craft / “Silver & gold: Unique Australian objects 1830-1910”, Royal Australian Mint, until April 1. Reviewed by MEREDITH HINCHLIFFE.
INFORMALITY was the keynote of the “Noted” festival, which closed on Sunday after a ripper four days from May 3 to 7.Canberra’s festival, directed by the busy Lucy Nelson, is dedicated to emerging and experimental writing from diverse backgrounds, and was host to mostly (though not exclusively) young crowds packing into the Gorman Arts Centre. It was striking how many people wanted to stop for a chat about what was going on – in all it was a glorious day for a leisurely exploration of what it is to be a writer.
There was plenty to keep people occupied, with sessions both inside and outside bearing titles like “Tales of Wonder”, “Tongues at the Table”, “The ‘Fearless’ Writing Project”, “Story Corner”, “Limiting Entropy” and the centrepiece of the whole festival, the Publishing Fair.
Duncan Felton, the coordinator of the Fair, stopped by to tell “CityNews” that there were around 50 stalls on the day, about half of them selling zines and the rest selling independently published books, journals, CDs, and other printed material. Felton said the aim was to “draw people in” to reading.While the strains of a French chanteuse could be heard in the E block courtyard and some a cappella singing practice in the front foyer of C-block, the other courtyard saw poets in full flight. At the back of C block a writing project could be seen spearheaded by the Scissors Paper Pen collective, where kick-off paragraphs were posted on the wall with the invitation for members of the public to extend the story.
Meanwhile, preparations were afoot for the final showing of “Pulpture”, a collaboration between Blemish Books, Lesley Boland and Nicci Haynes designed to find creative ways to re-purpose unsold books, or turning books into art.
One stallholder said it was all about inclusiveness, “not just advising people what to read, but how to read”. “CityNews” overheard a zine seller enthusing, “I can’t believe it we’ve sold all but one”, while a less literary passer-by exclaimed, “I’ve come for the coffee”.
The earlier part of the festival featured several very substantial symposia and talks. “CityNews” arts writer Samara Purnell had dropped in on one in the main hall at Gorman Arts Centre, the launch of The Canberra Women Writers Network on May 4.The launch of The Canberra Women Writers Network consisted of a panel of female writers, Rhyall Biest, Bec Fleming, Rose Chen and Stella Frances. The evening began with a short film made by the panel, aimed primarily at highlighting the under representation of women across many art forms, in particular writing, publishing and music production.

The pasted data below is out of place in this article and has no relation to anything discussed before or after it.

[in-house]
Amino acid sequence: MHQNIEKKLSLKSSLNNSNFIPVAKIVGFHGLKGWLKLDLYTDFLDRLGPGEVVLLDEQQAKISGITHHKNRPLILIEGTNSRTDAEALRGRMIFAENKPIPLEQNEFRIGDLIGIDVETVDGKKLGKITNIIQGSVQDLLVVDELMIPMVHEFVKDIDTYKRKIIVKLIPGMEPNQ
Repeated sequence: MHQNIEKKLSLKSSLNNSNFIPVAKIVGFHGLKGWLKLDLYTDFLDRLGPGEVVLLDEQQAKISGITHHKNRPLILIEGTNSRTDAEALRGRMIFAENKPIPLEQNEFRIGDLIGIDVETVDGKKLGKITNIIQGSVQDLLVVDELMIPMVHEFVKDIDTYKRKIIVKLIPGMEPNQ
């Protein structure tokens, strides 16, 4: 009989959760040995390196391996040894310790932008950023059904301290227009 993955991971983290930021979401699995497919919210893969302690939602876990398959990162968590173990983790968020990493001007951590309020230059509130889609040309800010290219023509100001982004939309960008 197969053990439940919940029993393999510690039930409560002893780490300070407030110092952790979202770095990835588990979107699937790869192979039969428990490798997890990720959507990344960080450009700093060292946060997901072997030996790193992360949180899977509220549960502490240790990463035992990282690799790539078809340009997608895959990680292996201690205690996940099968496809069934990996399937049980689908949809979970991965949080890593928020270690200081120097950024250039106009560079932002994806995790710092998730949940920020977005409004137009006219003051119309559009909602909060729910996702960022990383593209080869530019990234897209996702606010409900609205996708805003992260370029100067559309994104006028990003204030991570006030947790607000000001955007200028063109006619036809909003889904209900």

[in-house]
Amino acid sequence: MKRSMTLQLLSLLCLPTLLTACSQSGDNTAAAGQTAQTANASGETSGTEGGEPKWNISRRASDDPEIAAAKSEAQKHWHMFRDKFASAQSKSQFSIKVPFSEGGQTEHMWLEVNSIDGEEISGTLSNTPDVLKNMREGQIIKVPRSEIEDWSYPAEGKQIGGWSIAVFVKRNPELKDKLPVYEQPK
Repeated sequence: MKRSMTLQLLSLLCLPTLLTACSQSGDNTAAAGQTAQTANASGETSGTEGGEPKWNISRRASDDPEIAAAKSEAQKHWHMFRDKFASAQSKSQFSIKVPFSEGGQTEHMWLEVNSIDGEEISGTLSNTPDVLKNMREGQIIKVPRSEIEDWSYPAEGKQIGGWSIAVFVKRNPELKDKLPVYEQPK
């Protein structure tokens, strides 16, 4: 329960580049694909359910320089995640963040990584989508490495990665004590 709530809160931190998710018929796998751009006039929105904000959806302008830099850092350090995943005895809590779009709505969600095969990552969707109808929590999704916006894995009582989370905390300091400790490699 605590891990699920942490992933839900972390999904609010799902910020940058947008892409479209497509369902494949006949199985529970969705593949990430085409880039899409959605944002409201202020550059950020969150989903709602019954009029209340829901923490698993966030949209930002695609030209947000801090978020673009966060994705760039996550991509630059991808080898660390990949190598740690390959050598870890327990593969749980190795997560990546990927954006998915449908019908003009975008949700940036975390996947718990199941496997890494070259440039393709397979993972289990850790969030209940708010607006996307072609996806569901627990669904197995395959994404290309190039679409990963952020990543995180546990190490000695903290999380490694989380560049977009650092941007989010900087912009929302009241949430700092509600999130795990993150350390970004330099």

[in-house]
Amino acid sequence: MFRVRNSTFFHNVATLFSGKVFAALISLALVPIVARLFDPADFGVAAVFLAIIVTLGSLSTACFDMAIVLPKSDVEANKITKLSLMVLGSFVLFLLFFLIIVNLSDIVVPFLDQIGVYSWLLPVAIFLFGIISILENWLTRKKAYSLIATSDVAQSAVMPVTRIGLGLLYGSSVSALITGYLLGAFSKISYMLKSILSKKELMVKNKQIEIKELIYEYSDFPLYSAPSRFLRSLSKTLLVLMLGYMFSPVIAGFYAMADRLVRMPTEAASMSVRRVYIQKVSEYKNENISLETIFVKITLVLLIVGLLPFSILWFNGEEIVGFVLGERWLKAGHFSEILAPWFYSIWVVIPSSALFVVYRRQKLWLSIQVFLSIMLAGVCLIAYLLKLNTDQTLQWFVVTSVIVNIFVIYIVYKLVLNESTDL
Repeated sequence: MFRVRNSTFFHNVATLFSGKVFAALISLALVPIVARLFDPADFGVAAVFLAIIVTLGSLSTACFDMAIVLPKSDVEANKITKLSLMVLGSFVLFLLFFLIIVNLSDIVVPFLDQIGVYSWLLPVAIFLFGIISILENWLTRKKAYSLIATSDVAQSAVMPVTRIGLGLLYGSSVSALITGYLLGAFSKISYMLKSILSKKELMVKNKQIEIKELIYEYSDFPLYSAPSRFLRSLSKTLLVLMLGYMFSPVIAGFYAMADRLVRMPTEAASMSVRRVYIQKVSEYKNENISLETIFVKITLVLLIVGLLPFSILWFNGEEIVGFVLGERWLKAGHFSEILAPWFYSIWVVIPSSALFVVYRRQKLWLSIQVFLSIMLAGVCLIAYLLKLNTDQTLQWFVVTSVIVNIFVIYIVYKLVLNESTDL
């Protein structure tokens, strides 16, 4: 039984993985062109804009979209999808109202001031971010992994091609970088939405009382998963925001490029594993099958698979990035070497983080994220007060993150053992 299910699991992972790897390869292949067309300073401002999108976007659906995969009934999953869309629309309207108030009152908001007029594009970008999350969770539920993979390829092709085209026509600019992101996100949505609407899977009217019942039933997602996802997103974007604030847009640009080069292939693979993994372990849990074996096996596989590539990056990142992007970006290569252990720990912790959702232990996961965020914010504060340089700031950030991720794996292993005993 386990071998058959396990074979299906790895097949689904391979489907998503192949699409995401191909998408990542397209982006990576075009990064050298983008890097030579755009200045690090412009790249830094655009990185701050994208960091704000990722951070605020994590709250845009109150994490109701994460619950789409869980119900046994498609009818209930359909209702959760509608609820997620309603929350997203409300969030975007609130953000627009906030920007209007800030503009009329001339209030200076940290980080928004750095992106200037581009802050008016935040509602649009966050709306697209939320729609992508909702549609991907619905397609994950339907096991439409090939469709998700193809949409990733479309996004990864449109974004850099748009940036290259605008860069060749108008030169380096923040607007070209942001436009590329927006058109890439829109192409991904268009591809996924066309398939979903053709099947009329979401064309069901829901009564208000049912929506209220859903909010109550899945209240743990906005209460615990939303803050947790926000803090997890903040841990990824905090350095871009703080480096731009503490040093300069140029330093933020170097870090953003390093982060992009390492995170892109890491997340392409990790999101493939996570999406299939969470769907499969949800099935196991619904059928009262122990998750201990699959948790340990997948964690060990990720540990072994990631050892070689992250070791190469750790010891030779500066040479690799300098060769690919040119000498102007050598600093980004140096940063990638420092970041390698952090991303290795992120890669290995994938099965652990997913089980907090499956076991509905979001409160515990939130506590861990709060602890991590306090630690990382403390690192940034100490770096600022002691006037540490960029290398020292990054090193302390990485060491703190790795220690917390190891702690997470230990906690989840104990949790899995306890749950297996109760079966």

A vox pop of (admittedly only three) young people revealed that naming female writers, when put on the spot, was a challenge, with JK Rowling being the only name called to mind.
Fleming and Chen, who writes romance novels, noted the importance of friendship and support they had received from the women in the network.
Frances, who writes military romance novels, told those present that she had learnt collaboration at Gorman House many years ago in the very same room. She told those present she had the idea of writing about an amputee, which was suggested to her through networking and said she had never considered it but found it inspiring and began writing the novel. Positive feedback from her short story gave her an “I can do this” feeling and her work was published.
The speakers expressed the hope that the network, which aims to raise the profile of female authors and creative artists, might go some way toward easing the “Imposter” syndrome effect that some women may feel as unpublished writers, as the CWWN is for writers of all genres, published or not.
Attendees were asked to participate in a short online survey on the types of events and services they would like to see the CWWN provide, with some puzzlement surfacing over the voting icons – what, for instance, did the “cat” icon mean??
And the results? Positive voting was for podcasts with local authors, writing contests, genre-swaps (teaching one art form to someone from another and vice versa) and free workshops for women over 60 to tell their stories.
But after being told that when an A-league basketball team was included in a professional ballet production of “The Nutcracker”, it was a huge success, the poll didn’t show much enthusiasm about recreating an event like that.
In keeping with the focus of “Noted” the emphasis was on writing, pure and simple.